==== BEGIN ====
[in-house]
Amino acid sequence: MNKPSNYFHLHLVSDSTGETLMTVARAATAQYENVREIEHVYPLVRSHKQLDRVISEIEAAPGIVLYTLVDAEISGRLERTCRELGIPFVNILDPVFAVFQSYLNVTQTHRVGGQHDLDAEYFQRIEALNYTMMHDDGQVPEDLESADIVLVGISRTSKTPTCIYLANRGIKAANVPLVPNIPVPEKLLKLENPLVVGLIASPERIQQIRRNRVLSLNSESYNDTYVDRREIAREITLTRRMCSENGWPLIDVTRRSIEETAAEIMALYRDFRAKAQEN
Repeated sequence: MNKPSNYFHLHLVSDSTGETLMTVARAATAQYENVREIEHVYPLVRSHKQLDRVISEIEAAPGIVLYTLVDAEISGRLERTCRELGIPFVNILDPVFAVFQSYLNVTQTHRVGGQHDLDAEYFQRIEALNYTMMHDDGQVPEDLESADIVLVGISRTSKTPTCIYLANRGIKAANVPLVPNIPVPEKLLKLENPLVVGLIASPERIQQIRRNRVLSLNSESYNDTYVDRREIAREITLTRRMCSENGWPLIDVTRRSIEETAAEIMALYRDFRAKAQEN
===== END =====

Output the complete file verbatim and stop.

[in-house]
Amino acid sequence: MNKPSNYFHLHLVSDSTGETLMTVARAATAQYENVREIEHVYPLVRSHKQLDRVISEIEAAPGIVLYTLVDAEISGRLERTCRELGIPFVNILDPVFAVFQSYLNVTQTHRVGGQHDLDAEYFQRIEALNYTMMHDDGQVPEDLESADIVLVGISRTSKTPTCIYLANRGIKAANVPLVPNIPVPEKLLKLENPLVVGLIASPERIQQIRRNRVLSLNSESYNDTYVDRREIAREITLTRRMCSENGWPLIDVTRRSIEETAAEIMALYRDFRAKAQEN
Repeated sequence: MNKPSNYFHLHLVSDSTGETLMTVARAATAQYENVREIEHVYPLVRSHKQLDRVISEIEAAPGIVLYTLVDAEISGRLERTCRELGIPFVNILDPVFAVFQSYLNVTQTHRVGGQHDLDAEYFQRIEALNYTMMHDDGQVPEDLESADIVLVGISRTSKTPTCIYLANRGIKAANVPLVPNIPVPEKLLKLENPLVVGLIASPERIQQIRRNRVLSLNSESYNDTYVDRREIAREITLTRRMCSENGWPLIDVTRRSIEETAAEIMALYRDFRAKAQEN